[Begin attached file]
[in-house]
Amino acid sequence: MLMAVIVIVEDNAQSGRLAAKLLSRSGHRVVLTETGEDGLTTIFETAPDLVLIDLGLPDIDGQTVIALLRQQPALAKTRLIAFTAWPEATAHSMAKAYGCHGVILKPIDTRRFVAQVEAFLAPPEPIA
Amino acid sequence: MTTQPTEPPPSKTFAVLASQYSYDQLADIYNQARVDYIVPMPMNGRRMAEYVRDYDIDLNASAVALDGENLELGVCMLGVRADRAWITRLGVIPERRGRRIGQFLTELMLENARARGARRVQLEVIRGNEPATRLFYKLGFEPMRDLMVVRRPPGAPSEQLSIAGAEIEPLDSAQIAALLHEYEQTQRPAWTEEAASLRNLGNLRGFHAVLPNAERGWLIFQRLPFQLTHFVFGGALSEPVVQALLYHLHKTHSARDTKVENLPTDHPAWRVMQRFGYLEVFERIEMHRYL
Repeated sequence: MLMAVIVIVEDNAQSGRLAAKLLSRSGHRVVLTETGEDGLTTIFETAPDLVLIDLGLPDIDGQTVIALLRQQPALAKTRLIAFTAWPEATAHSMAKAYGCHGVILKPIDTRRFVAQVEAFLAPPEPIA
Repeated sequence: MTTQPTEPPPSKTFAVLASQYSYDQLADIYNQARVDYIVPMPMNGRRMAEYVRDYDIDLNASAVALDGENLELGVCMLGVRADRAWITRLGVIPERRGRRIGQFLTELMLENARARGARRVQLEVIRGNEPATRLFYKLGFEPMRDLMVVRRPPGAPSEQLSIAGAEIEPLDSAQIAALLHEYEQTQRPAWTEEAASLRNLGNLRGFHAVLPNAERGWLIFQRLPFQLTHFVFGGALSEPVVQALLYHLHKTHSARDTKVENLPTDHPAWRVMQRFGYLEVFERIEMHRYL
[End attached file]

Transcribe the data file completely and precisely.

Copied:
[in-house]
Amino acid sequence: MLMAVIVIVEDNAQSGRLAAKLLSRSGHRVVLTETGEDGLTTIFETAPDLVLIDLGLPDIDGQTVIALLRQQPALAKTRLIAFTAWPEATAHSMAKAYGCHGVILKPIDTRRFVAQVEAFLAPPEPIA
Amino acid sequence: MTTQPTEPPPSKTFAVLASQYSYDQLADIYNQARVDYIVPMPMNGRRMAEYVRDYDIDLNASAVALDGENLELGVCMLGVRADRAWITRLGVIPERRGRRIGQFLTELMLENARARGARRVQLEVIRGNEPATRLFYKLGFEPMRDLMVVRRPPGAPSEQLSIAGAEIEPLDSAQIAALLHEYEQTQRPAWTEEAASLRNLGNLRGFHAVLPNAERGWLIFQRLPFQLTHFVFGGALSEPVVQALLYHLHKTHSARDTKVENLPTDHPAWRVMQRFGYLEVFERIEMHRYL
Repeated sequence: MLMAVIVIVEDNAQSGRLAAKLLSRSGHRVVLTETGEDGLTTIFETAPDLVLIDLGLPDIDGQTVIALLRQQPALAKTRLIAFTAWPEATAHSMAKAYGCHGVILKPIDTRRFVAQVEAFLAPPEPIA
Repeated sequence: MTTQPTEPPPSKTFAVLASQYSYDQLADIYNQARVDYIVPMPMNGRRMAEYVRDYDIDLNASAVALDGENLELGVCMLGVRADRAWITRLGVIPERRGRRIGQFLTELMLENARARGARRVQLEVIRGNEPATRLFYKLGFEPMRDLMVVRRPPGAPSEQLSIAGAEIEPLDSAQIAALLHEYEQTQRPAWTEEAASLRNLGNLRGFHAVLPNAERGWLIFQRLPFQLTHFVFGGALSEPVVQALLYHLHKTHSARDTKVENLPTDHPAWRVMQRFGYLEVFERIEMHRYL